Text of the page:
6.13 — Void pointers

The void pointer, also known as the generic pointer, is a special type of pointer that can be pointed at objects of any data type! A void pointer is declared like a normal pointer, using the void keyword as the pointer’s type:

A void pointer can point to objects of any data type:

However, because the void pointer does not know what type of object it is pointing to, it cannot be dereferenced directly! Rather, the void pointer must first be explicitly cast to another pointer type before it is dereferenced.

This prints:


The next obvious questions is: If a void pointer doesn’t know what it’s pointing to, how do we know what to cast it to? Ultimately, that is up to you to keep track of.

Here’s an example of a void pointer in use:

This program prints:


Void pointer miscellany

Void pointers can be set to a null value:

Although some compilers allow deleting a void pointer that points to dynamically allocated memory, doing so should be avoided, as it can result in undefined behavior.

It is not possible to do pointer arithmetic on a void pointer. This is because pointer arithmetic requires the pointer to know what size object it is pointing to, so it can increment or decrement the pointer appropriately.

Note that there is no such thing as a void reference. This is because a void reference would be of type void &, and would not know what type of value it referenced.


In general, it is a good idea to avoid using void pointers unless absolutely necessary, as they effectively allow you to avoid type checking. This allows you to inadvertently do things that make no sense, and the compiler won’t complain about it. For example, the following would be valid:

But who knows what the result would actually be!

Although the above function seems like a neat way to make a single function handle multiple data types, C++ actually offers a much better way to do the same thing (via function overloading) that retains type checking to help prevent misuse. Many other places where void pointers would once be used to handle multiple data types are now better done using templates, which also offer strong type checking.

However, very occasionally, you may still find a reasonable use for the void pointer. Just make sure there isn’t a better (safer) way to do the same thing using other language mechanisms first!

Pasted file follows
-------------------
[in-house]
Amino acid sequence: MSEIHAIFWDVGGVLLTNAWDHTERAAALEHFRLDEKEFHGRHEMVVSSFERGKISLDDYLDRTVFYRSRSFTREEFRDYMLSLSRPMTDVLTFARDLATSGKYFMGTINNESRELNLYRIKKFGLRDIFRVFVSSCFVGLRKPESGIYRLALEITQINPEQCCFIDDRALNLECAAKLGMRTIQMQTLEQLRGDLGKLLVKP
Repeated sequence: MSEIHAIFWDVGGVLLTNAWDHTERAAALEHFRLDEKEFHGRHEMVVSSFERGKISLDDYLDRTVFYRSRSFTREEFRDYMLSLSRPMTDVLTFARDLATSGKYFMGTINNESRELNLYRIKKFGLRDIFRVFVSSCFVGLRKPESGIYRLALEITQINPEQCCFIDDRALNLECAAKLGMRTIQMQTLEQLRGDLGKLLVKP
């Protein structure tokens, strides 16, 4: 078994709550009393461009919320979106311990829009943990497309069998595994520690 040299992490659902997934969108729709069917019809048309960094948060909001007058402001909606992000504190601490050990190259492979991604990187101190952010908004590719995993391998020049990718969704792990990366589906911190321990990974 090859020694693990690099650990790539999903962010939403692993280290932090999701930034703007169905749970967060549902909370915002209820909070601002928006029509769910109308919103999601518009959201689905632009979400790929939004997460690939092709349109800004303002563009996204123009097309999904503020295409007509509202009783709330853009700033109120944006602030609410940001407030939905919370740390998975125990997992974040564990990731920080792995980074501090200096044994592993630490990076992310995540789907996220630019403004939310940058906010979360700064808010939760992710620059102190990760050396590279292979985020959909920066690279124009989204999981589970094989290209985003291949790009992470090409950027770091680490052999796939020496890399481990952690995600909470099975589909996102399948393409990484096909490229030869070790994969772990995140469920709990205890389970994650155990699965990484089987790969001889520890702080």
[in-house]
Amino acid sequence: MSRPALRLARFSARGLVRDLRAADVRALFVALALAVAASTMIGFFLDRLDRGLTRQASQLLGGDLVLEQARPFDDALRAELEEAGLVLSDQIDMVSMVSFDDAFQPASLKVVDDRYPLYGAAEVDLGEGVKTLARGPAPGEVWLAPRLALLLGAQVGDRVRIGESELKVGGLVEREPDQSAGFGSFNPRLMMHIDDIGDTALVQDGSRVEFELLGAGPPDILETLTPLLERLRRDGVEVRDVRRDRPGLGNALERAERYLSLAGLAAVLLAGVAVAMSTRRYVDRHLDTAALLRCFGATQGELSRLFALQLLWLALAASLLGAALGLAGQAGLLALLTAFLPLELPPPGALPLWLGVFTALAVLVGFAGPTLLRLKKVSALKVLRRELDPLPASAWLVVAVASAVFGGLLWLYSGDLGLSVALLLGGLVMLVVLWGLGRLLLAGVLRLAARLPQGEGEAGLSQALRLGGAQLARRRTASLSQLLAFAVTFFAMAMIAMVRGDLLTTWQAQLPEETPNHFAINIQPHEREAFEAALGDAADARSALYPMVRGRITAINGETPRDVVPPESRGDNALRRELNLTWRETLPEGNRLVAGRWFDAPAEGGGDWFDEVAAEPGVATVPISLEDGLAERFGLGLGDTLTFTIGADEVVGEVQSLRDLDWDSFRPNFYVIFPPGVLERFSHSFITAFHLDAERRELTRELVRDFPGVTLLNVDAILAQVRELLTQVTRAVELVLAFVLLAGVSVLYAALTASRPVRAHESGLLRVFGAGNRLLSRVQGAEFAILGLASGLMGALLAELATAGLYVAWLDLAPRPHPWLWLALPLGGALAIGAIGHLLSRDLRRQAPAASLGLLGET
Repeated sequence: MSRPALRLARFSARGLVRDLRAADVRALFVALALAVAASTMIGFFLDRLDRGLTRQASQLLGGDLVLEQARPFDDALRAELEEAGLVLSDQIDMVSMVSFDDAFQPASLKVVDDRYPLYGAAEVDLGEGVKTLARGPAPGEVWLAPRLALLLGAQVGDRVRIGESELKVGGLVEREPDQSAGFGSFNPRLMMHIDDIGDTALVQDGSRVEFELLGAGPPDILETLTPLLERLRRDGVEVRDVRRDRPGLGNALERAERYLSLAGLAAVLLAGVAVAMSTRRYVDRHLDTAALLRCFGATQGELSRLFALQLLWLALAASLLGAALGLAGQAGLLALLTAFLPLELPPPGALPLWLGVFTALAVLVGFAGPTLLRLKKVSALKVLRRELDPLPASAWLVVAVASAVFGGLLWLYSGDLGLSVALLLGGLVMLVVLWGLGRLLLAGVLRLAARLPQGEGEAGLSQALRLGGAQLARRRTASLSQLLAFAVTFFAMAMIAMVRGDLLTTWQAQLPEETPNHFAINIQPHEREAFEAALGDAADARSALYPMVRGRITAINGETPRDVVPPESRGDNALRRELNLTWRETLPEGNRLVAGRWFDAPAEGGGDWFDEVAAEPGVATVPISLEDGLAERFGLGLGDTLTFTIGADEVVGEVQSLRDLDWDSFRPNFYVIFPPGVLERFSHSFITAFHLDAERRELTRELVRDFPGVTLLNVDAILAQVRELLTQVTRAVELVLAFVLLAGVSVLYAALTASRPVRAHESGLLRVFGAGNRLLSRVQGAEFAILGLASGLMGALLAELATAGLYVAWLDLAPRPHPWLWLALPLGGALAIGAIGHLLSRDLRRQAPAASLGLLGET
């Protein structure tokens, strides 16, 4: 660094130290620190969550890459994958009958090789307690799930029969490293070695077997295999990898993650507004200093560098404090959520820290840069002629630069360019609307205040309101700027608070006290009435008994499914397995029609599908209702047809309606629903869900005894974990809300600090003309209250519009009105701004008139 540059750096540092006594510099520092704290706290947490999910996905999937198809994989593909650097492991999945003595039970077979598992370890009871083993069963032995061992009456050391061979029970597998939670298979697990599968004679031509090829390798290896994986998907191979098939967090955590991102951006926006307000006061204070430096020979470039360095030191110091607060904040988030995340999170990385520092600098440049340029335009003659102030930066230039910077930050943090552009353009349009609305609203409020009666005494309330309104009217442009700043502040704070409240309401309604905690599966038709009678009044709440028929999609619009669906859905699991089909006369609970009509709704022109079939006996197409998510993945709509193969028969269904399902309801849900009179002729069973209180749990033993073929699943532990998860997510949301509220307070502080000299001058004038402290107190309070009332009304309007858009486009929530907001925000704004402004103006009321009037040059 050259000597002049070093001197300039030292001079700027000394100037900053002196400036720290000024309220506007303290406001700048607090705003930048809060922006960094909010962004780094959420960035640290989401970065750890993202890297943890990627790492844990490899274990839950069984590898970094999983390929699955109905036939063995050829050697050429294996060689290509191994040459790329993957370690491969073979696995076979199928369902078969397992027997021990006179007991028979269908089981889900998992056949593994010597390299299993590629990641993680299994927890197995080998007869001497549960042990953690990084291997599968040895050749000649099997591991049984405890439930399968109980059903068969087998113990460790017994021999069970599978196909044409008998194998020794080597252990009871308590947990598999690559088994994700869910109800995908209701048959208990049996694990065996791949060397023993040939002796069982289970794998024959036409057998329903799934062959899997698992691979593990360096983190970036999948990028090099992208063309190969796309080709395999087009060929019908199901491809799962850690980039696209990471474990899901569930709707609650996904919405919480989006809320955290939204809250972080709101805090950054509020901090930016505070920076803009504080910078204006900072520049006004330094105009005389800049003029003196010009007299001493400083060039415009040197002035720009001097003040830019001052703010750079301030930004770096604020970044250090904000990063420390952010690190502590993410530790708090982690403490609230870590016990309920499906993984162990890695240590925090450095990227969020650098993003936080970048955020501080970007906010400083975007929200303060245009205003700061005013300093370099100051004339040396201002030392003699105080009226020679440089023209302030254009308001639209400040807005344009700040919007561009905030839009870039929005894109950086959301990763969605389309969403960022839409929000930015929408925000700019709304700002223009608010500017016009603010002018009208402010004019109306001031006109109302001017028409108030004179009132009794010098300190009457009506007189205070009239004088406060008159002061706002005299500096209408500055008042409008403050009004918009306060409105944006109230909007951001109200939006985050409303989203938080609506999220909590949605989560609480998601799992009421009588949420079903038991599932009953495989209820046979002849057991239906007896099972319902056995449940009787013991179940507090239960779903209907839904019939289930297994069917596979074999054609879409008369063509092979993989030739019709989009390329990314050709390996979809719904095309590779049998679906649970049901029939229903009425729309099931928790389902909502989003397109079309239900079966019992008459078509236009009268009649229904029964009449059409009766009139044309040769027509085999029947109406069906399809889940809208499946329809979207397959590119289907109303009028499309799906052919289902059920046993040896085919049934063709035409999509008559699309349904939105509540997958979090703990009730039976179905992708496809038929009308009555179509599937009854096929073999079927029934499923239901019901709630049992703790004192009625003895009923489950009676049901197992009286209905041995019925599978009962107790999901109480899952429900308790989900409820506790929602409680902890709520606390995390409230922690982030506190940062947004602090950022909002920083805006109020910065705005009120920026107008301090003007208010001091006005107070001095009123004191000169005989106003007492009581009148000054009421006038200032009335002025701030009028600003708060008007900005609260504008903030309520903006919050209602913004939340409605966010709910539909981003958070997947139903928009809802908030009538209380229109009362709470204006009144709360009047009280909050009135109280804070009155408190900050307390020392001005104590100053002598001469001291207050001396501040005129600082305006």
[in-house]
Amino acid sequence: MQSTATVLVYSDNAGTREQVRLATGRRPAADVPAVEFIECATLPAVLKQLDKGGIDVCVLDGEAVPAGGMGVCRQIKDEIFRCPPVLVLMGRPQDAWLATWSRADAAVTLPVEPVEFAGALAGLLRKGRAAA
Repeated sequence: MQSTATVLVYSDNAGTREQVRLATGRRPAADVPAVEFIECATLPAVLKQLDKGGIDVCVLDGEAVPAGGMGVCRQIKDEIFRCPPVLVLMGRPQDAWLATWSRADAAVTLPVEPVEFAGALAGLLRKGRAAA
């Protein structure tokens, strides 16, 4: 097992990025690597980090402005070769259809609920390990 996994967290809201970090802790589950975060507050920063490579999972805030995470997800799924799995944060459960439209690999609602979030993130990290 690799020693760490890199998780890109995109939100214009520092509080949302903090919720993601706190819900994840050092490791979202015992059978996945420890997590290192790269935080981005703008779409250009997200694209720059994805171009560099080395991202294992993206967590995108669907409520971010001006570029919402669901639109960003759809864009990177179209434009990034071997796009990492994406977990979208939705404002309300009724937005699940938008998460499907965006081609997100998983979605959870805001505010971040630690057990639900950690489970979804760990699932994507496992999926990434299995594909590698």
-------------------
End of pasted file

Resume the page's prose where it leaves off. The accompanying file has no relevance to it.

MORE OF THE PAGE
1) What’s the difference between a void pointer and a null pointer?

Quiz answers

1) Show Solution

6.14 -- Pointers to pointers and dynamic multidimensional arrays
6.12a -- For-each loops

83 comments to 6.13 — Void pointers

  • alfonso

    "It is not possible to do pointer arithmetic on a void pointer. This is because pointer arithmetic requires the pointer to know what size object it is pointing to, so it can increment or decrement the pointer appropriately."

    It is pretty much a similar situation with dereferencing a void pointer. You can't do it directly. But you can do it somehow.

  • alfonso

    I understand the purpose of the example code here. But in 'real life' isn't better to have three explicit functions like printInt (), printFloat () and printCstring ()? The function printValue () must iterate at every call just to find the functionality for the case that we  already know at the call moment: "I have an int and I want to print an int." So why to search for a printInt () functionality through a list of functionalities?

    • You wouldn't write code like this in practice at all, as there are safer alternatives (eg. `std::variant`), but it's not easy to come up with a short example that requires the use of `void*`.
      You're right, it'd be better to call the correct function right away if the type is known. You'll see code like this in cases where the type is unknown at compile-time. This happens when you load the values and a type id or type name from a database for example. You'll have a value and only an id of the type, but you can't know which type it is at compile-time.

  • hassan magaji

    hi everyone,
    i understood the concept of void pointers quiet well but it seems to me like they're less useful, if you have to cast them everytime to a known data type why didnt you declared it to be of that data type in the first place.
    I wish to know more about their significance if i missed one.

    nice tutorials by the way.

    • Alex

      They're useful mainly when you want a generic way to point at something but will disambiguate what that is via some other mechanism. They were used more in the C world, as a way to do a primitive form of polymorphism. C++ has better mechanisms for such things (like templates), so they're not used much in C++.

  • Your article clears my confusion on void pointer, it really helps me. Thank you so much to share this useful information.